All good things must come to an end. The bright reds of autumn have faded into drab browns signally the approach of winter. Once a bonsai has past its peak of fall color it needs to be cleaned up before we put it into winter storage.
This Japanese Maple is one of my favorite trees and always looks great in the fall. To keep it looking good, the foliage needs to be cleaned up. The leaves on the main trunk are already brown and falling off, while some of the leaves on the secondary trunks are still green. With mutli-trunked bonsai its common to see this variance between the trunks.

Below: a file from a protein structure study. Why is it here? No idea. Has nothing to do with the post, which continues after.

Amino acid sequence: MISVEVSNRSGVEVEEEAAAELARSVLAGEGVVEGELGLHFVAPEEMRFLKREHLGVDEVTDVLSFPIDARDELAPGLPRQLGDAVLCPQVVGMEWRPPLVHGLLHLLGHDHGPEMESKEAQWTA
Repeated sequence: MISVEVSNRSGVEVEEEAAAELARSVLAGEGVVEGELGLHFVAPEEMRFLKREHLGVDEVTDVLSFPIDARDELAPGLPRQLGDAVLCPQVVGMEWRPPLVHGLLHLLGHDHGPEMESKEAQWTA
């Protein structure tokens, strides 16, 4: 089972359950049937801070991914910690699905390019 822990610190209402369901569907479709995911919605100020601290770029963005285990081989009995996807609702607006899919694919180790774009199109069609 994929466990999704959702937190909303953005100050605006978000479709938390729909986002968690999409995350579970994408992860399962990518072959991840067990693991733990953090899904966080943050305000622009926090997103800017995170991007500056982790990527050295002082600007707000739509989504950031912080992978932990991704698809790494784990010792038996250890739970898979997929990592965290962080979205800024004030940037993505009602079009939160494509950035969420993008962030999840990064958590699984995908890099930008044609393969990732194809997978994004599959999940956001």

The soil surface of each bonsai exhibited was covered with moss in accordance with proper bonsai display etiquette. Once the exhibit is over, the moss is removed so that the soil does not stay too wet during the winter.
With the moss removed, the tree is almost ready to be placed into our Chinese Pavilion where we overwinter the majority of the bonsai. The last thing to do is scrub off any green algae with a toothbrush and water.
Removing old leaves and moss from trees before being put in winter storage is a good habit. This level of care will help reduce the risk of harmful pathogens during the winter and give your bonsai a head start going into spring.